|courtyard Hotel de Beauvais|
|irrefutable proof Mozart was there|
We next passed a classic example of old Paris architecture with exposed beams and an angled foundation to prevent collapse. Note well, John, for any future home improvements you and Judy have planned.
Up another block or so to St. Gervais-et-St. Protais Church, named--surprisingly--after the British comedian, Ricky Gervais. Quelle surprise! But I digress. It was built on an alluvial mound that the river coughed up and which would then protect buildings from later flooding. It was built in the 1600s in Gothic style and has a gorgeous organ. Look at the two types of benches--small impossibly uncomfortable ones for the rabble and more comfortable half seats for the gentry.
|St. Gervais, complete with lovely delivery truck|
|St. Gervais altar|
|St. Gervais organ|
|benches for commoners|
|half-seats for privileged, note the dancing couple in middle--depiction of me and Mary|
|one of many Wallace fountains all over Paris|
|Hotel de Sens|
|see cannonball to right of tower|
|Village St. Paul|
|passage into back of church|
|gas pipe from old street lamps|
|St. Paul altar|
|St Paul organ|
There our tour ended, and after lunch we set on a long, long hike through a very different area of the city to visit the famous Perre Lachaise cemetery. The walk was not especially picturesque but very interesting because this was a working class area, and a Paris very different from anywhere else we had been. The cemetery is huge and houses Balzac, Sarah Bernhardt, Chopin, Oscar Wilde, Edith Piaf, Marcel Proust, Gertrude Stein, and on and on. I wanted to find Jim Morrison's grave and thought I knew where it was--I didn't. We got hopelessly lost. We wandered until an elderly man asked what I was looking for; when I told him, he proceeded to lead me on a guided tour of various graves until we wound up at Morrison's, where there was a crowd. My French is so bad, but I could actually understand most of what he told me, and we had something of a fractured, friendly conversation. So much for the common American stereotype that the French are effete, distant, dismissive, and disdainful of anyone who does not speak the language as they do. We have yet to meet anyone, literally anyone, who meets those stereotypes. Vive la France!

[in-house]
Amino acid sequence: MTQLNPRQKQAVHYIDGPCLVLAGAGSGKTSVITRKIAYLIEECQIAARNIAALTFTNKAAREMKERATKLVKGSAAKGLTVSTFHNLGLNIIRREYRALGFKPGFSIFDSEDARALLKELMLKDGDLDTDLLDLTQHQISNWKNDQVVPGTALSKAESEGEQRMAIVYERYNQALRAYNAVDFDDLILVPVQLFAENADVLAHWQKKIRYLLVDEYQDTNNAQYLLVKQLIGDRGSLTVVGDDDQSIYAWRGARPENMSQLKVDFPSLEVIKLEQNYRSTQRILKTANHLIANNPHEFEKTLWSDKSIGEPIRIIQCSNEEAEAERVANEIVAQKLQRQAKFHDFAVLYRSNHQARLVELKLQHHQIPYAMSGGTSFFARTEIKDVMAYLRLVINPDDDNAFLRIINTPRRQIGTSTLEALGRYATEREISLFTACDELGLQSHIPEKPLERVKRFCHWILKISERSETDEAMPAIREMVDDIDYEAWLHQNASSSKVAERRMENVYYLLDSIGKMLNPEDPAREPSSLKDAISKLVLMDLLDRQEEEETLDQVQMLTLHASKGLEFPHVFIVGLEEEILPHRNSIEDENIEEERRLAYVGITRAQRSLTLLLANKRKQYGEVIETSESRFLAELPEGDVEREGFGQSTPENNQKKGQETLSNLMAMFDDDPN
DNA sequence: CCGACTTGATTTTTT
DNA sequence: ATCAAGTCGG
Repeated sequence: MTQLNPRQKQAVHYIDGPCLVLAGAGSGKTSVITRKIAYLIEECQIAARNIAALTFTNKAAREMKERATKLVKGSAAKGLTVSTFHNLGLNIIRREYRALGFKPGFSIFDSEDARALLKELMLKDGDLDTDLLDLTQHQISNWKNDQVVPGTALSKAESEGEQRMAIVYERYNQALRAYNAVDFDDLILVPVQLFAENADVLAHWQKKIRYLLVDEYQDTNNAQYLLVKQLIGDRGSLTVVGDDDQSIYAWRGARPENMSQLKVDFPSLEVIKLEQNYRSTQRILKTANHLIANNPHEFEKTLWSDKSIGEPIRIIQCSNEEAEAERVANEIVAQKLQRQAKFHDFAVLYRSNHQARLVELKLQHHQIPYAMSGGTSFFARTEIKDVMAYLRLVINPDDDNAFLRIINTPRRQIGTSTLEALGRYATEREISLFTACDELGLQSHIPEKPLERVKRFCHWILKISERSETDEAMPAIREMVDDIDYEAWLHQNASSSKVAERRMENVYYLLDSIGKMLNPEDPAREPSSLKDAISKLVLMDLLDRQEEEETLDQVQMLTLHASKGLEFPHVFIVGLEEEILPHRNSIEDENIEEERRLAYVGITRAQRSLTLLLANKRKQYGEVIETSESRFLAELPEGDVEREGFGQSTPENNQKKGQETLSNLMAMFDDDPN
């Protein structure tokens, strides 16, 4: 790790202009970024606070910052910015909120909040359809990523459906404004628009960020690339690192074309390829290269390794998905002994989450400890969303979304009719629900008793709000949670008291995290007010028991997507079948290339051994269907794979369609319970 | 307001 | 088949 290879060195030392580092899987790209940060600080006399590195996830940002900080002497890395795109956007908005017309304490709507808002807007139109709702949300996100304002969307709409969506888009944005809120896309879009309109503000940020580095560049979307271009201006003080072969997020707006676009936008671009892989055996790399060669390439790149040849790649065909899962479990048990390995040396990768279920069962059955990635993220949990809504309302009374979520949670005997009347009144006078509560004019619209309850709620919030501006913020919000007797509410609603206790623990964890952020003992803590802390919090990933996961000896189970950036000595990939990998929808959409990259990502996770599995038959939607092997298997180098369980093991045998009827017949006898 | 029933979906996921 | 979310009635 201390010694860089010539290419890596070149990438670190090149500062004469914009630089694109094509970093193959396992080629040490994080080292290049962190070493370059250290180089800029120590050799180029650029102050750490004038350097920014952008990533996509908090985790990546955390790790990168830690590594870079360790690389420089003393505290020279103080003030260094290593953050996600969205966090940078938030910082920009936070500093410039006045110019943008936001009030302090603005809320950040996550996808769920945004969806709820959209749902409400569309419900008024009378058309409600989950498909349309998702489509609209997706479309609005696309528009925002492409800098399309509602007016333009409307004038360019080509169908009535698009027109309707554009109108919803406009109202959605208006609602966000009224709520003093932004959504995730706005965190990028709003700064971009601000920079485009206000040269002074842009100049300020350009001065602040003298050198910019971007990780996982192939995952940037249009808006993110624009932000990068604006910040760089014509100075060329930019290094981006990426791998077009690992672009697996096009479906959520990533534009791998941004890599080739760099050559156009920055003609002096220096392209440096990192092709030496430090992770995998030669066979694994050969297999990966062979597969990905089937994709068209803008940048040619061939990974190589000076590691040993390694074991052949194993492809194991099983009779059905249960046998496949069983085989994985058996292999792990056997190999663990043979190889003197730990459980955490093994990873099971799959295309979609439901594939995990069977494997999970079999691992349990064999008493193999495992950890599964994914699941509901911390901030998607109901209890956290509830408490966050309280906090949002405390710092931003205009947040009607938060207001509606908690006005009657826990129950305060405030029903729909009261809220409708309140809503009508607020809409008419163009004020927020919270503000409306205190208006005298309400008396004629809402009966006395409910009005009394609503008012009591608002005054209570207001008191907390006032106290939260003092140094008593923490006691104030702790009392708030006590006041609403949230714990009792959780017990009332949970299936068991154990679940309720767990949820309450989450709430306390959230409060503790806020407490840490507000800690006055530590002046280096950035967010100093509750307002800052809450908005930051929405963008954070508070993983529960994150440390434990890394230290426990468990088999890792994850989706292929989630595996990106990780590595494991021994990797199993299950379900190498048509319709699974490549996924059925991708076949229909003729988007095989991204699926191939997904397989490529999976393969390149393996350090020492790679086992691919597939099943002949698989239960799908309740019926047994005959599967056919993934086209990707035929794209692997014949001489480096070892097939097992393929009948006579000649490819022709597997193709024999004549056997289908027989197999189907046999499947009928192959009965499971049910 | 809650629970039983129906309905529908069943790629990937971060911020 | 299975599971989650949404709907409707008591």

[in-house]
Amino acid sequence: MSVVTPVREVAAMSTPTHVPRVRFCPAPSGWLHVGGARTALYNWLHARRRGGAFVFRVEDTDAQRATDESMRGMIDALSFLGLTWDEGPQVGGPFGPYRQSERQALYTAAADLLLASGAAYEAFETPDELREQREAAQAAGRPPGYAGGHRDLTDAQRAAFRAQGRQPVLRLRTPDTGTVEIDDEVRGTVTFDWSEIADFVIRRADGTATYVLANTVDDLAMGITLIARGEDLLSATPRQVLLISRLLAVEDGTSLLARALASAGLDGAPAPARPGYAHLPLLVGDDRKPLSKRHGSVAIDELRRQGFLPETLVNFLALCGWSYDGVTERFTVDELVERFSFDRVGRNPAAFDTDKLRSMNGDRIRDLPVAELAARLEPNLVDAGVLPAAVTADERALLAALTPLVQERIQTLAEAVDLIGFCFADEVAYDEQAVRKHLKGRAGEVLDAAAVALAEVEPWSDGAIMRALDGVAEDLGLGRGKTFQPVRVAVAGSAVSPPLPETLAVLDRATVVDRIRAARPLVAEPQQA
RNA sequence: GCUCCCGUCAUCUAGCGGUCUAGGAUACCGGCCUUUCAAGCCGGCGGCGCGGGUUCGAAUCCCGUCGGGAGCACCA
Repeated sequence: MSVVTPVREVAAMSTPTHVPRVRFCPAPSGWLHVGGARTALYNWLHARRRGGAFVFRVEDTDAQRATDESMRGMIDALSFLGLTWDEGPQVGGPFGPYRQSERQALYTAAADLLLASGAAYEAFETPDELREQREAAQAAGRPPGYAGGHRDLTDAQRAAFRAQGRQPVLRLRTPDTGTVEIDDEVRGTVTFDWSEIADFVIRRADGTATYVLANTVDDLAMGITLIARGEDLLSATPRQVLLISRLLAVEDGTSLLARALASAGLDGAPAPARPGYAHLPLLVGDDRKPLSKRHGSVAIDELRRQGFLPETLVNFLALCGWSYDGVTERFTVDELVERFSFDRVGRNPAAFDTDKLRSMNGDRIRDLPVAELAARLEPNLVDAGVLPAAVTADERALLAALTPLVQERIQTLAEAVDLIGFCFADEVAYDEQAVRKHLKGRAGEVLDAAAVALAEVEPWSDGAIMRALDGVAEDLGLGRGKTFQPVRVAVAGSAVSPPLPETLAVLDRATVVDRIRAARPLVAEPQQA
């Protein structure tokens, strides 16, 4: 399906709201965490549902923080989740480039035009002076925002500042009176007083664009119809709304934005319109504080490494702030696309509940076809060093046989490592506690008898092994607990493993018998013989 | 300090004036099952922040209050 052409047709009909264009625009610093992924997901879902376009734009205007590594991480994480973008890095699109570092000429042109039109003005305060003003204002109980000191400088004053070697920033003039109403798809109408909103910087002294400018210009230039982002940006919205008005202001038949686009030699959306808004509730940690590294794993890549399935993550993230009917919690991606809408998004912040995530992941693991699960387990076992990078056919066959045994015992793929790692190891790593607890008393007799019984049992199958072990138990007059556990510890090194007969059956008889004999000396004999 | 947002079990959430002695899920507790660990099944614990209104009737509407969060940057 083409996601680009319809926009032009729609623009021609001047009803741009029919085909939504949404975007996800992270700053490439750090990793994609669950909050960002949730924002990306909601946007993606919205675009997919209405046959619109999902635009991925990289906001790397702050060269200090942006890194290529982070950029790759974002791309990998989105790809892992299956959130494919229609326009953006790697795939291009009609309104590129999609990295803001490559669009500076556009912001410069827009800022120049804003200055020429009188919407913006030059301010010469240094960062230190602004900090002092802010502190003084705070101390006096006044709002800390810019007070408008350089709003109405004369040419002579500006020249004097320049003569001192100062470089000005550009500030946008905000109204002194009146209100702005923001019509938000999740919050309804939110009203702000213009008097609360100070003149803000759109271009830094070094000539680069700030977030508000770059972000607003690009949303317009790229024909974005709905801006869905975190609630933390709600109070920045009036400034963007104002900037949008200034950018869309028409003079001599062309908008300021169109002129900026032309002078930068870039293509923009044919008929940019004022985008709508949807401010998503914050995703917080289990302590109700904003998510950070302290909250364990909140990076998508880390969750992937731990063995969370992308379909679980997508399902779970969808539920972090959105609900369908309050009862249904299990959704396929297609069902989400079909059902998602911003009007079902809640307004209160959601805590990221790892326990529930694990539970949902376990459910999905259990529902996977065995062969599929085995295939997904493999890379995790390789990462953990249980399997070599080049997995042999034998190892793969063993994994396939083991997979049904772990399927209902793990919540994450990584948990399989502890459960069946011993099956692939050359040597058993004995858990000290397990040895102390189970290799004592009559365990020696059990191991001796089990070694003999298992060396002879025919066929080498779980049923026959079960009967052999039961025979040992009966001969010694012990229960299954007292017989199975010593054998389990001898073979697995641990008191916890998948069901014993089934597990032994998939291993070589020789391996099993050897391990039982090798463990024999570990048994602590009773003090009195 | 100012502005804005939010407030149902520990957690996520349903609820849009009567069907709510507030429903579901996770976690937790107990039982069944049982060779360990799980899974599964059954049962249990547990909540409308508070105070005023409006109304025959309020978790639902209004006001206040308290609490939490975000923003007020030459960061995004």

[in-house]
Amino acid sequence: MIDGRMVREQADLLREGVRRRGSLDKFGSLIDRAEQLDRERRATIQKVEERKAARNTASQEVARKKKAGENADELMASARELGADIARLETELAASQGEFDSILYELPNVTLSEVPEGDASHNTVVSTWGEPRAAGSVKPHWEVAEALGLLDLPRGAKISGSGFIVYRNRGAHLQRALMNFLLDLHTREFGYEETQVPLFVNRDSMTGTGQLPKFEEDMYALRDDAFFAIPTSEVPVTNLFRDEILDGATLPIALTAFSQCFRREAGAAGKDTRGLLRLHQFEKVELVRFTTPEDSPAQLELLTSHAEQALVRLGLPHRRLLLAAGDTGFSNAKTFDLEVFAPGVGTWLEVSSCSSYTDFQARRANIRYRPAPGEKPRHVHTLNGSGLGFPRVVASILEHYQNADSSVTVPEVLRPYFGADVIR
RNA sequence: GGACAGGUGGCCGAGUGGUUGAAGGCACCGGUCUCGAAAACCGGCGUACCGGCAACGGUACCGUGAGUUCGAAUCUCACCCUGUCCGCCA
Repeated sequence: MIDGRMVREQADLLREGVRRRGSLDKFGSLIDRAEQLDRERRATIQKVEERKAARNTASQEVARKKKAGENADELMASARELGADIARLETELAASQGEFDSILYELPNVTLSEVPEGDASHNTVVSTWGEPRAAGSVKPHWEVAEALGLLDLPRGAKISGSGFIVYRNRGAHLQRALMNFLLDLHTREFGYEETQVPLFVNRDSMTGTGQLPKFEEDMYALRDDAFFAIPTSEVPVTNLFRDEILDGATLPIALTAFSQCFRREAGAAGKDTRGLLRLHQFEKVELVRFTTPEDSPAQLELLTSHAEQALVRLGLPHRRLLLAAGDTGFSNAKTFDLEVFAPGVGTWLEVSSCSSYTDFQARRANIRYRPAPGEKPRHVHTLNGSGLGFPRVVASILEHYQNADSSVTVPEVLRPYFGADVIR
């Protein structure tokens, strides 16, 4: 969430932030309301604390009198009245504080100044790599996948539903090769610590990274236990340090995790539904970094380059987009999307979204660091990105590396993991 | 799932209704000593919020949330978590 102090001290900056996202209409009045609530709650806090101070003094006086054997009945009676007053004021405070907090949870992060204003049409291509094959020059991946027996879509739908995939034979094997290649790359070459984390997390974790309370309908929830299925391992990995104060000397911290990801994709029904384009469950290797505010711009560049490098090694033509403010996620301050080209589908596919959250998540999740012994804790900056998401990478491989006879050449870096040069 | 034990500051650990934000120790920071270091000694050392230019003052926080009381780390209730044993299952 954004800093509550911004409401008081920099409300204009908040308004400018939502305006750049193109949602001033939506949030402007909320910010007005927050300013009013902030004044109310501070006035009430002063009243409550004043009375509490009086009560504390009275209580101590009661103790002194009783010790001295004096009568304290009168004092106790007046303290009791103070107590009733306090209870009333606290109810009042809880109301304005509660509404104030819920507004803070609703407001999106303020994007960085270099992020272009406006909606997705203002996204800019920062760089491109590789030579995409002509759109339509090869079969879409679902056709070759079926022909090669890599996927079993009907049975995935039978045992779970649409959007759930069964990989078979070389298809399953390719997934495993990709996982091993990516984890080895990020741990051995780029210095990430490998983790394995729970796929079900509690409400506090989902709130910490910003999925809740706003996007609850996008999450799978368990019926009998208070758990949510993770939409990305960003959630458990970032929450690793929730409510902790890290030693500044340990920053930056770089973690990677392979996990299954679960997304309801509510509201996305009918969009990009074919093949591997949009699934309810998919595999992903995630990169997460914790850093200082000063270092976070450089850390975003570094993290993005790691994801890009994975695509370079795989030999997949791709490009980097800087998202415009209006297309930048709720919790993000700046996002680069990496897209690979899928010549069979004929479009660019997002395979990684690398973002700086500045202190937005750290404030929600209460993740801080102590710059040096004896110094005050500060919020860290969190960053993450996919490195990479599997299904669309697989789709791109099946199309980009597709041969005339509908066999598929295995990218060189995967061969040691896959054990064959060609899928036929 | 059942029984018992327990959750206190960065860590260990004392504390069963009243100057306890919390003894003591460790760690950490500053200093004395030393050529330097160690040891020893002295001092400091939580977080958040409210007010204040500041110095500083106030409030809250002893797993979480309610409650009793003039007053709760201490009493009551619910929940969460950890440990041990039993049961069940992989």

|Jim Morrison's grave|